Toshiba Pushes VoIP and Text-to-Speech in New PDAs
Toshiba said VoIP capability -- only available in the e800 series -- will allow users to place phone calls over a high-speed wireless LAN network worldwide, reducing the cost of long-distance and international calls made over traditional phone systems.
10/24/03 9:59 AM PT
Touting hands-free capabilities -- including voice recognition and audio playback of text documents -- Toshiba has rolled out its newest Pocket PCs, the e400 and e800 series. The Japanese company's e800 series also now include voice over Internet protocol (VoIP) functionality.
Toshiba said the newest versions of its "thin-and-light value-priced" handhelds, priced at US$299 for the e400 and $599 for the VoIP-capable e800 series, allow users to access data by voice and hear text documents read to them via text-to-speech audio-playback software.
The new Pocket PC handhelds also feature brighter displays and added functionality that includes support for high VGA graphics on an ATI chip, which IDC analyst Alex Slawsby told TechNewsWorld is a first for the PDA form factor.
However, Slawsby said, this "first" is somewhat diminished by the fact that only a few applications can take advantage of the high VGA technology today. A more important feature, according to him, is the VoIP accompanied by 802.11 or WiFi wireless connectivity, which the analyst called "a natural companion" for PDAs.
"Now that more and more devices are coming to market with 802.11 or WiFi, VoIP is becoming a real buzz term and a hot concept for the business world," Slawsby said.
Cutting Cost of Calls
Toshiba said the VoIP capability -- only available in the e800 series -- will allow users to place phone calls over a high-speed wireless LAN network worldwide, reducing the cost of long-distance and international calls made over traditional phone systems.
The service is somewhat limited by the need for an Internet service provider and VoIP broadband telephony service, but the 800 series also delivers WiFi connectivity for access to VoIP through a wireless hotspot or corporate network.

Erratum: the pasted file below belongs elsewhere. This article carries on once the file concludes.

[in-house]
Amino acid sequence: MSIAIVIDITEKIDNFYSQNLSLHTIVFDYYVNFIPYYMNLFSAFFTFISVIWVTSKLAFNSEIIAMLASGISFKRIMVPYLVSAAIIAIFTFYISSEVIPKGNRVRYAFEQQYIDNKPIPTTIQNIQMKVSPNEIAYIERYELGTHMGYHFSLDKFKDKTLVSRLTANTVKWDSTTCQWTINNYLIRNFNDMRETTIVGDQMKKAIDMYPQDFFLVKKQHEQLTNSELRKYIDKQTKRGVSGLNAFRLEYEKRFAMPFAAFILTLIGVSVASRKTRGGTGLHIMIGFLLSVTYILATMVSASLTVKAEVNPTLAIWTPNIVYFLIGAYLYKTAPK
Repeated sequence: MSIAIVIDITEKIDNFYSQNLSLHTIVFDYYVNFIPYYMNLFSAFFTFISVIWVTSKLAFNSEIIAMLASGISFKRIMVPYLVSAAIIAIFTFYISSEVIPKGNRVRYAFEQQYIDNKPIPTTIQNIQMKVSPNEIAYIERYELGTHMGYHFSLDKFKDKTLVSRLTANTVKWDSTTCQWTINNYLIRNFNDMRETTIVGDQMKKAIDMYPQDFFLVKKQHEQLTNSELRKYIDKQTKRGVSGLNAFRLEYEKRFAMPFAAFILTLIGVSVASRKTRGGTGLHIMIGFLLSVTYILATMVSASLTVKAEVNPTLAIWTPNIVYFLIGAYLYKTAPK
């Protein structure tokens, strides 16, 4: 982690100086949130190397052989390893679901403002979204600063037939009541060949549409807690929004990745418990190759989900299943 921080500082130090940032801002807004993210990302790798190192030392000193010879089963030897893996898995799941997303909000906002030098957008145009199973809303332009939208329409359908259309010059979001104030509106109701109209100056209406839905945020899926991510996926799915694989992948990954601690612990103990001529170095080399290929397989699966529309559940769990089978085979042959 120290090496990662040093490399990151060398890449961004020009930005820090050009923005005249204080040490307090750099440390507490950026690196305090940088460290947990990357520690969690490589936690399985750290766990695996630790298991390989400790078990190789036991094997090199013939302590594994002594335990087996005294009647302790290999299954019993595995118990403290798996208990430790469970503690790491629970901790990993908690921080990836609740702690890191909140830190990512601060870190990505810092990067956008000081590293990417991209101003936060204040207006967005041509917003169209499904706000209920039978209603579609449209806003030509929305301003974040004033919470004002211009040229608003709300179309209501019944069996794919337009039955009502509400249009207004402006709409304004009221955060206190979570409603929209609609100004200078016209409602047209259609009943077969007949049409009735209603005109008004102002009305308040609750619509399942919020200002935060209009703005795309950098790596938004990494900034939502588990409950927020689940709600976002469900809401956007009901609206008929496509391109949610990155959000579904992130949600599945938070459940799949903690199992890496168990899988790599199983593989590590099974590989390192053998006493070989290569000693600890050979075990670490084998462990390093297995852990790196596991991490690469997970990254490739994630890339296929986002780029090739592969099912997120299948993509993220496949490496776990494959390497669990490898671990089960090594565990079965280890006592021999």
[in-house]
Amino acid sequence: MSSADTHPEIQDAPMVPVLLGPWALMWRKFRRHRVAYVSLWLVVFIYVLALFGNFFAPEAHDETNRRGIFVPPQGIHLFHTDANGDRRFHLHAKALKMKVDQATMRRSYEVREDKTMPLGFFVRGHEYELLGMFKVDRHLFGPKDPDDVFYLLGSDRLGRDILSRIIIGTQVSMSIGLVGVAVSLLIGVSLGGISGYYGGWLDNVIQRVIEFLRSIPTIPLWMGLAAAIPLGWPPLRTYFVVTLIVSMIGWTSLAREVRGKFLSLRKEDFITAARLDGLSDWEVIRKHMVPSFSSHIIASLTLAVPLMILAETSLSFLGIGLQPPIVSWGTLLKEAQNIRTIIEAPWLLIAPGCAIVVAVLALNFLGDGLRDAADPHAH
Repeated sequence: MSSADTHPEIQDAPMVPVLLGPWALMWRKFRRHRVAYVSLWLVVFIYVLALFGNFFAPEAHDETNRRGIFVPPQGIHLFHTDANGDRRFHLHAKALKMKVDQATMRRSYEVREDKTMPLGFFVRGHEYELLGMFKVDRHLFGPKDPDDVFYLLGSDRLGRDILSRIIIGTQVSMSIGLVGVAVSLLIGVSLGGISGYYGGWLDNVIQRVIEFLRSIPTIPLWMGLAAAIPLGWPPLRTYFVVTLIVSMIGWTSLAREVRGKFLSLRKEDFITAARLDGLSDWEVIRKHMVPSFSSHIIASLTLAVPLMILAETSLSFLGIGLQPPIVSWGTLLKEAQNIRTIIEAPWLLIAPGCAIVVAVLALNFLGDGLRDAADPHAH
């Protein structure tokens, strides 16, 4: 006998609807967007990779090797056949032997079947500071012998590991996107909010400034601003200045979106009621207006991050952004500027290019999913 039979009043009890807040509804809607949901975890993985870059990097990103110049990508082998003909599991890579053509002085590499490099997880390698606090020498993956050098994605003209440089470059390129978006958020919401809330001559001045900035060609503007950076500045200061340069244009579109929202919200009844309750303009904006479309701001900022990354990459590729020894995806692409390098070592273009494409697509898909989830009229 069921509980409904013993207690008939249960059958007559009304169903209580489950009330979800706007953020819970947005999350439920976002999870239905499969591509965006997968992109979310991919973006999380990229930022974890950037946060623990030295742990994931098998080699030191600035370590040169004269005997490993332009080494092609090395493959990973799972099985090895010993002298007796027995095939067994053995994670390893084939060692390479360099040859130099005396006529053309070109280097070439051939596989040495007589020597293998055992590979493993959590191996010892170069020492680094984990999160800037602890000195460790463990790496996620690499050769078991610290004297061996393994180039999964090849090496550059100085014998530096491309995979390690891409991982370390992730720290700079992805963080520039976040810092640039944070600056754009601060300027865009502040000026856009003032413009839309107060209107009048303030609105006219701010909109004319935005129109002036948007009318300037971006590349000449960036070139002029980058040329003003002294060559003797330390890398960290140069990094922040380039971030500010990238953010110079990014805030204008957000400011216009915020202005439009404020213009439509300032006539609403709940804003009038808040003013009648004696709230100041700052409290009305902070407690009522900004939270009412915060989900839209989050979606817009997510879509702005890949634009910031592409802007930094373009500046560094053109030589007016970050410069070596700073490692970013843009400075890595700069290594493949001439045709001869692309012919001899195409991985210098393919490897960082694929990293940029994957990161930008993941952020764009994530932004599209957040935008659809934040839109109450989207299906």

Slawsby, who referred to Palm's similar move with the Tungsten C handheld, said that despite the need for "middleman" services to make VoIP calls, corporate users do see the feature as an added value.
For both the less expensive, consumer-oriented e400 and the high-end, corporate-oriented e800 series, Toshiba has added voice command and text-to-speech software to help users open applications by speaking the words "contacts" or "calendar," among other voice commands.
The Pocket PCs' new text-to-speech application can audibly play back e-mail messages, schedules and other text.
"Toshiba understands that customers desire a personal lightweight data access device that not only keeps them connected to the corporate network, but also delivers on new technology that increases productivity and ease of use away from the office," said Toshiba Digital Products Division director of product marketing Carl Pinto.
Slawsby said the new features amount to "little upgrades and editions" to the Microsoft Windows PC software.
Wireless or Die
The current trend towared additional features in PDAs represents an effort by handheld makers to take advantage of wireless connectivity advances and keep up with mobile phones, according to Slawsby.
"Pretty much, the unconnected PDA is dead," he said. "If they don't [include Bluetooth or WiFi], they'll lose out to mobile phones, which are adding functionality."
Slawsby said it was key for Toshiba to include new features and a new style in its PDAs, which have suffered from lagging sales over the past several quarters. The analyst said Toshiba's new designs are an effort to invigorate its sales amid heavy competition from HP, newcomer Dell and others.
With mobile phones serving almost exclusively for voice communications, PDAs have a secondary position that diminishes their market potential, according to Slawsby, who added that handhelds still will not disappear completely.
"There will still be PDAs, but more often than not, they will be connected wirelessly to compete with mobile phones," he said.